Thursday, 04 Sep 2014

Written by Rabbi Aaron Goldstein

Deuteronomy 21:10-14
“When you take the field against your enemies and the Eternal One your God delivers them into your power and you take some of them captive; and you see among them a beautiful woman and you desire her and wish to take her as a wife; you shall bring her into your house, and she shall trim her hair and pare her nails and discard her captive’s garb. She shall spend a month’s time in your house mourning her father and mother, after that you may come to her and possess her and she shall be your wife. Then, should you no longer desire her, you must release her outright. You must not sell her for money: since you had your will with her, you must not enslave her.”

In the heat of battle, an Israelite soldier is permitted to marry a female captive but has to curb any instincts he might have to act immediately upon taking someone whom he desires sexually. The necessity for this law assumes that men at the time of this law being conceived, would naturally take female captives and use them – in ancient terms as ‘concubines’ and in modern terms as ‘sex slaves.’

Israelite society seemed to have progressed to the point that it recognized the male impulse –when one is compelled to kill or be killed one’s basest instincts are probably effected – yet sought to protect the rights of the woman who was captured during the battle.

The soldier is not immediately permitted to let his urge to have sex / rape her consume him (although some commentators seem incredulous that this would be obeyed, assuming that the yetzer ha’ra – evil impulse, the language of Rashi, Isaiah Horowitz and the Baal Shem Tov – or his diminished mental capacities – Sefer ha-Hinnukh) would overwhelm him.

Either way, provision is made to protect the woman that also in the way of the Torah, suggests delay – a list of actions (cf. Abraham during the Akedah Gen 22:3, 6 & 9):

• She must be brought to his house.
• She must trim her hair and pare her nails, not to enhance her beauty but to make her unattractive to the soldier.
• She must be granted a full period of mourning – a real or nominal month – the latter interpretation because it is the same length as for Aaron and Moses (Num 20:29 and Deut 34:8). Assuming the correspondence is intentional as does the Jewish Study Bible commentary, it “implies legal respect for the female captive as a person.”
• This period is qualified as mourning for her parents – whether actually killed in the warfare or symbolically dead to her having been transferred to the house of a different people. This once more suggests compassion.

Only after fulfilling these obligations, is the soldier permitted to “come to her” and therefore provide her with the legal status of being his wife with all the protections associated with that position.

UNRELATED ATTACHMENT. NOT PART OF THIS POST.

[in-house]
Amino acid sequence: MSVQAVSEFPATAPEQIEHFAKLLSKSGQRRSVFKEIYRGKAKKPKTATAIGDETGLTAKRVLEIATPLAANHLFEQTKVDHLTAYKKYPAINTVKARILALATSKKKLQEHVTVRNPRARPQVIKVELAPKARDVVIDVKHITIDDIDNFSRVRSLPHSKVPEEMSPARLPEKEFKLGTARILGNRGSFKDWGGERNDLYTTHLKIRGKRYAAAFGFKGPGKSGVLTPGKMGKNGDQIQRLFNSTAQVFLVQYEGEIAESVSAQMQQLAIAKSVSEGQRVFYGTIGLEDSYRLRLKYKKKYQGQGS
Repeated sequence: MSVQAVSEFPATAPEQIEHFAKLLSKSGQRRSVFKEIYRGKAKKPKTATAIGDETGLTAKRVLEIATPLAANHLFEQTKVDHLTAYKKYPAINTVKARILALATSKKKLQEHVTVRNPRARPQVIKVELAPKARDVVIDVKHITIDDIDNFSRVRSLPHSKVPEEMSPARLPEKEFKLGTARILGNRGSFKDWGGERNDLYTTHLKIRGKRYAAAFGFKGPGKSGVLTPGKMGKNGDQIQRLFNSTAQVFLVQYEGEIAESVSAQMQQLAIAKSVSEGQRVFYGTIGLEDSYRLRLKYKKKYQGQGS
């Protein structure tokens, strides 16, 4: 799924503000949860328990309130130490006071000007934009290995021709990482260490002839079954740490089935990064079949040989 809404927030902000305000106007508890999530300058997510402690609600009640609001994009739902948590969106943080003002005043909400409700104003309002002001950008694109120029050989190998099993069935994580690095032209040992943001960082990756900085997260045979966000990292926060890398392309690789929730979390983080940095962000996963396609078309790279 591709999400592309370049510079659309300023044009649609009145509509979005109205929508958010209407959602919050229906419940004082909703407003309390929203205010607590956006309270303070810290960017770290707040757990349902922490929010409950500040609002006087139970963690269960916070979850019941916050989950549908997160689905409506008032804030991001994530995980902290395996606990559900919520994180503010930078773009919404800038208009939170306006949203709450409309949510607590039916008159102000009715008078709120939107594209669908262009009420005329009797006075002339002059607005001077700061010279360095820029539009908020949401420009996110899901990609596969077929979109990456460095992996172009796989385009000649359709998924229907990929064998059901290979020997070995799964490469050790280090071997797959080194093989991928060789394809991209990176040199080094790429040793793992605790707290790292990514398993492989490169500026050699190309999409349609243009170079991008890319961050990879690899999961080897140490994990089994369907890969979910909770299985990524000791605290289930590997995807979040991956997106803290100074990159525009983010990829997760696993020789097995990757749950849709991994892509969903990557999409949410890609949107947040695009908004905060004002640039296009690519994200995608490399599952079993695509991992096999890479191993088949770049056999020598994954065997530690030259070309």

Still further, should he tire of her then she should be protected in law not as a slave but as a wife, her dignity and welfare maintained as in the following verses of this chapter (v.15-17 dealing with a less-favoured wife).

Thankfully, civilized society has moved to ban completely the right to a female (or male) captive as a personal trophy, or indeed the taking of any trophies from battle. Yet it is still pertinent to talk of such matters when we know the horrendous plight of women and girls in countries such as Nigeria, Iraq, Afghanistan and Syria, not mention the perilous everyday position of women and girls even outside of conflict zones, recently highlighted so horrifically in India.

One could continue in the aftermath of the summer’s conflict in Gaza, the rise of a murderous Islamic State in Iraq/Syria, the cynical but deadly serious game that Putin is playing with Ukraine and the response to it…yet that would be to do us a disservice in this month of Elul. It was assumed by the Torah to be impossible for the soldier to refrain from his basest urges and hence the need to legislate his behaviour. For in the words attributed to the Baal Shem Tov, “The Torah’s language (21:11) is in the singular, for it directs itself to the fact that a person has no greater enemy than the evil impulse.”

It is impossible to flick a switch in ourselves to move from our focus on the world around us to the inner contemplation demanded of us by the Yamim Noraim – the High Holydays – and particularly of our basest instincts. This summer has been really challenging for us as Progressive Jews. When we reacted to the conflict in Gaza, did we on occasion allow our own basest instincts to rule the values that at all other times we hold so dear? Perhaps this and others are the kind of questions we might begin to ask ourselves, better placing us to respond to external events?

We require a series of reminders to start this process, not perhaps set down in legislation as with the opening verses of the parashah but set for all time in our Jewish calendar  – a series of nudges to prepare day-by-day for the coming season.

Rabbi Aaron Goldstein
Northwood & Pinner Liberal Synagogue
Ordained 2002

The views expressed in this D’var Torah do not necessarily reflect the position of Leo Baeck College.